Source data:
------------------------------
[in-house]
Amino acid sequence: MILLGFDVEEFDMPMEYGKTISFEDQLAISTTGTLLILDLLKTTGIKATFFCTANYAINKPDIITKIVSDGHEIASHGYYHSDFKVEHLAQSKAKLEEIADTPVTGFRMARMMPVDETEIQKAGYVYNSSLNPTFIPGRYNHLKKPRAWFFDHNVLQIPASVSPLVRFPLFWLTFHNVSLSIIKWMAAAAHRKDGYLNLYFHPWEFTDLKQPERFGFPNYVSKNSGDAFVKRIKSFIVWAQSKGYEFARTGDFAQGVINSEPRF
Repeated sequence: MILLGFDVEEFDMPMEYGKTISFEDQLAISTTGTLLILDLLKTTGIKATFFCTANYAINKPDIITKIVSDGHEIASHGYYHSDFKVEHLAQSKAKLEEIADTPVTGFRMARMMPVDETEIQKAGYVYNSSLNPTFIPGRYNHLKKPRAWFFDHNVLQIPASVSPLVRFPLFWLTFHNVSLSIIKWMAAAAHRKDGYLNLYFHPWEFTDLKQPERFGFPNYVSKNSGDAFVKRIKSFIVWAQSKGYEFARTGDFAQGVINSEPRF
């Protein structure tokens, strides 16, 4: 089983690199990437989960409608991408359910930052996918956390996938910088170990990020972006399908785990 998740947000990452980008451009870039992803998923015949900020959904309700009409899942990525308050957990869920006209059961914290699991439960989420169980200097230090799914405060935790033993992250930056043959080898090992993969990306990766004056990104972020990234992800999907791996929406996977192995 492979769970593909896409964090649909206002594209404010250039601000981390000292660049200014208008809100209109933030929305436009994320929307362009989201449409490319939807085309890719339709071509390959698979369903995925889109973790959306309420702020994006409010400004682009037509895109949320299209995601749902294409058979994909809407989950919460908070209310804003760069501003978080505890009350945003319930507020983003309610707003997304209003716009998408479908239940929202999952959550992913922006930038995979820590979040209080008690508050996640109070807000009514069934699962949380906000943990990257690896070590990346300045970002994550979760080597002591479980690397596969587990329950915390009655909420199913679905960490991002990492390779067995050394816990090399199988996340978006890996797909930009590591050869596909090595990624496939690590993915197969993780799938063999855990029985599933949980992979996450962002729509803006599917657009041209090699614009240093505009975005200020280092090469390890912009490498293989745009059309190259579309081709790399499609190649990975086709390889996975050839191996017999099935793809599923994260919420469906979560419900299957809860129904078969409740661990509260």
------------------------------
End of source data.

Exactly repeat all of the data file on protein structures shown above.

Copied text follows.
[in-house]
Amino acid sequence: MILLGFDVEEFDMPMEYGKTISFEDQLAISTTGTLLILDLLKTTGIKATFFCTANYAINKPDIITKIVSDGHEIASHGYYHSDFKVEHLAQSKAKLEEIADTPVTGFRMARMMPVDETEIQKAGYVYNSSLNPTFIPGRYNHLKKPRAWFFDHNVLQIPASVSPLVRFPLFWLTFHNVSLSIIKWMAAAAHRKDGYLNLYFHPWEFTDLKQPERFGFPNYVSKNSGDAFVKRIKSFIVWAQSKGYEFARTGDFAQGVINSEPRF
Repeated sequence: MILLGFDVEEFDMPMEYGKTISFEDQLAISTTGTLLILDLLKTTGIKATFFCTANYAINKPDIITKIVSDGHEIASHGYYHSDFKVEHLAQSKAKLEEIADTPVTGFRMARMMPVDETEIQKAGYVYNSSLNPTFIPGRYNHLKKPRAWFFDHNVLQIPASVSPLVRFPLFWLTFHNVSLSIIKWMAAAAHRKDGYLNLYFHPWEFTDLKQPERFGFPNYVSKNSGDAFVKRIKSFIVWAQSKGYEFARTGDFAQGVINSEPRF
């Protein structure tokens, strides 16, 4: 089983690199990437989960409608991408359910930052996918956390996938910088170990990020972006399908785990 998740947000990452980008451009870039992803998923015949900020959904309700009409899942990525308050957990869920006209059961914290699991439960989420169980200097230090799914405060935790033993992250930056043959080898090992993969990306990766004056990104972020990234992800999907791996929406996977192995 492979769970593909896409964090649909206002594209404010250039601000981390000292660049200014208008809100209109933030929305436009994320929307362009989201449409490319939807085309890719339709071509390959698979369903995925889109973790959306309420702020994006409010400004682009037509895109949320299209995601749902294409058979994909809407989950919460908070209310804003760069501003978080505890009350945003319930507020983003309610707003997304209003716009998408479908239940929202999952959550992913922006930038995979820590979040209080008690508050996640109070807000009514069934699962949380906000943990990257690896070590990346300045970002994550979760080597002591479980690397596969587990329950915390009655909420199913679905960490991002990492390779067995050394816990090399199988996340978006890996797909930009590591050869596909090595990624496939690590993915197969993780799938063999855990029985599933949980992979996450962002729509803006599917657009041209090699614009240093505009975005200020280092090469390890912009490498293989745009059309190259579309081709790399499609190649990975086709390889996975050839191996017999099935793809599923994260919420469906979560419900299957809860129904078969409740661990509260």